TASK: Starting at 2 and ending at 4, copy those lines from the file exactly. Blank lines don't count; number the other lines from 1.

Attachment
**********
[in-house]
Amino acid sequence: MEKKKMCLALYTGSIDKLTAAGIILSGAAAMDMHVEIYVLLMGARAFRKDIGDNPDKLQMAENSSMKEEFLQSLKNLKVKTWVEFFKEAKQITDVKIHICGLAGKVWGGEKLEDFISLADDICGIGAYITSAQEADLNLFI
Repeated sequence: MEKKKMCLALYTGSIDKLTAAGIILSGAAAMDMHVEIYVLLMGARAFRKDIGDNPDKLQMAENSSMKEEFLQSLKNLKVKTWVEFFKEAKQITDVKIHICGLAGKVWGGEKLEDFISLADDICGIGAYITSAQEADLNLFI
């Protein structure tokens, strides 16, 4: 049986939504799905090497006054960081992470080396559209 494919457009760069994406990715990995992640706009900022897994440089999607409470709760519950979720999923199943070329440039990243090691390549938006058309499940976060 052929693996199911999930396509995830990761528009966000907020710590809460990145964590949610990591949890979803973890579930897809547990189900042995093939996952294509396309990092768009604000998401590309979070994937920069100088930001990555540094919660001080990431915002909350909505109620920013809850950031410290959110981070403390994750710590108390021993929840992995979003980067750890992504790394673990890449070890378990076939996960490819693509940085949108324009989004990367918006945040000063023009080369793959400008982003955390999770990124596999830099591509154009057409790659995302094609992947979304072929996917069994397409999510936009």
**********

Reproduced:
Amino acid sequence: MEKKKMCLALYTGSIDKLTAAGIILSGAAAMDMHVEIYVLLMGARAFRKDIGDNPDKLQMAENSSMKEEFLQSLKNLKVKTWVEFFKEAKQITDVKIHICGLAGKVWGGEKLEDFISLADDICGIGAYITSAQEADLNLFI
Repeated sequence: MEKKKMCLALYTGSIDKLTAAGIILSGAAAMDMHVEIYVLLMGARAFRKDIGDNPDKLQMAENSSMKEEFLQSLKNLKVKTWVEFFKEAKQITDVKIHICGLAGKVWGGEKLEDFISLADDICGIGAYITSAQEADLNLFI
């Protein structure tokens, strides 16, 4: 049986939504799905090497006054960081992470080396559209 494919457009760069994406990715990995992640706009900022897994440089999607409470709760519950979720999923199943070329440039990243090691390549938006058309499940976060 052929693996199911999930396509995830990761528009966000907020710590809460990145964590949610990591949890979803973890579930897809547990189900042995093939996952294509396309990092768009604000998401590309979070994937920069100088930001990555540094919660001080990431915002909350909505109620920013809850950031410290959110981070403390994750710590108390021993929840992995979003980067750890992504790394673990890449070890378990076939996960490819693509940085949108324009989004990367918006945040000063023009080369793959400008982003955390999770990124596999830099591509154009057409790659995302094609992947979304072929996917069994397409999510936009």